§ Mr. RAPER
asked the Secretary of State for Air whether a Major Meakin, who, prior to the War and up to a short time ago was a partner in a firm of tea merchants, is employed in his Department in a technical post; what are the precise qualifications which fit him for this post; whether he is aware that any such qualifications as he possesses have been obtained since he joined the Air Ministry; that this gentleman was possessed of considerable private means and, in order to evade substitution under the Lytton Report, recently transferred substantial property to his wife; and why a technical ex-service man who has served overseas cannot be given this appointment?
The answer to the first question is in the affirmative; to the second, that Major Meakin has a special knowledge of contract work in relation to aeroplanes and seaplanes; to the third, in the negative: to the fourth, that his means are very small, and that I have no information as to the alleged transfer of property. The fifth question consequently does not arise. The case will, however, be reviewed in conjunction with others when determining the priority of discharge of ex-service men.
§ Sir N. MOORE
asked the Secretary of State for Air whether competent ex-service shorthand typists are being dismissed from his Department; and what are the reasons for this procedure whilst female 1097W typists who have not passed any examination are retained?
Under the approved arrangements, there is no grade of male shorthand typists in the Air Ministry. The knowledge of shorthand possessed by some of the graded clerks has, however, in certain cases been utilised as a temporary measure. The names of these clerks who are now being discharged owing to the reduction in staff have been sent to the Joint Substitution Board, by whom an effort will be made to obtain for them further employment.
§ Sir N. MOORE
asked the Secretary of State for Air whether two separate investigation committees were set up under Clauses 36 to 39 of the Third Interim Report of the Lytton Committee, the first committee to investigate the claims of officers as to exceptional circumstances which militated against the possibility of their passing or qualifying in the examination and the second committee to investigate the claims on the grounds of special competency; by whom were the terms of reference of the first committee set up; what were the terms of reference and did they place any limit on the considerations that were to be regarded by the committee as exceptional circumstances; was the member said to represent ex-service men in the body which prepared the terms of reference selected from an association catering for other interests besides those of ex-service men; what was the constitution of the first investigation committee; did the chairman of the Ex-Service Men's Association send a written protest against the constitution of the committee and the limitations imposed; what was the constitution of the committee dealing with special competency; was there an ex-service representative on this committee; if he is aware that several candidates recommended as specially competent by their chiefs were rejected by this committee and that the chiefs concerned have protested in writing that their evidence before the committee was misrepresented; and, in view of this obvious injustice, why have no steps been taken to review all the applications by candidates for retention under Clauses 36 to 39 of the third Interim Report of the Lytton Committee?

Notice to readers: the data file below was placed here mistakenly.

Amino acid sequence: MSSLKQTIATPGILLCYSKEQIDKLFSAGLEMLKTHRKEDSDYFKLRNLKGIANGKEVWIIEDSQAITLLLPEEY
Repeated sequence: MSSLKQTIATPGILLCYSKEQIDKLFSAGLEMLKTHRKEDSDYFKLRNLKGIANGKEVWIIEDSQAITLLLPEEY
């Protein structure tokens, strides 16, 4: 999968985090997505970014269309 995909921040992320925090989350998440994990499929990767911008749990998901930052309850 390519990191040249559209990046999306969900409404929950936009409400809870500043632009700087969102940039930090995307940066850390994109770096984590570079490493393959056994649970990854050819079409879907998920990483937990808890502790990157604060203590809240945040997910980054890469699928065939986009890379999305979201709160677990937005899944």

Only one Committee of Investigation was set up. The terms of reference were those mentioned in the Lytton Report. No limit was placed on1098W the considerations to be regarded as exceptional circumstances. The Committee consisted of three permanent officials (of whom two were ex-service), and, in addition, the Chairman of the staff side of the Departmental Whitley Council, a representative deputed by the Chairman of the Ex-Service Men's Association and another ex-service man were specially invited to assist the Committee in considering claims to the existence of "exceptional circumstances." It is the case that a protest was made, but as against this I would point out that all the decisions of the Committee, which, as I have said, was assisted by a representative deputed by the gentleman who protested, were unanimous and that, after all the claims to "exceptional circumstances" had been considered, the ex-service representatives requested that their appreciation of the fair manner in which the appeals had been dealt with should be placed on record. In reply to the last two parts of the question, I would refer my hon. Friend to the reply I gave, to the hon. Member for East Islington (Mr. Raper) on the 23rd February, to which I have nothing to add.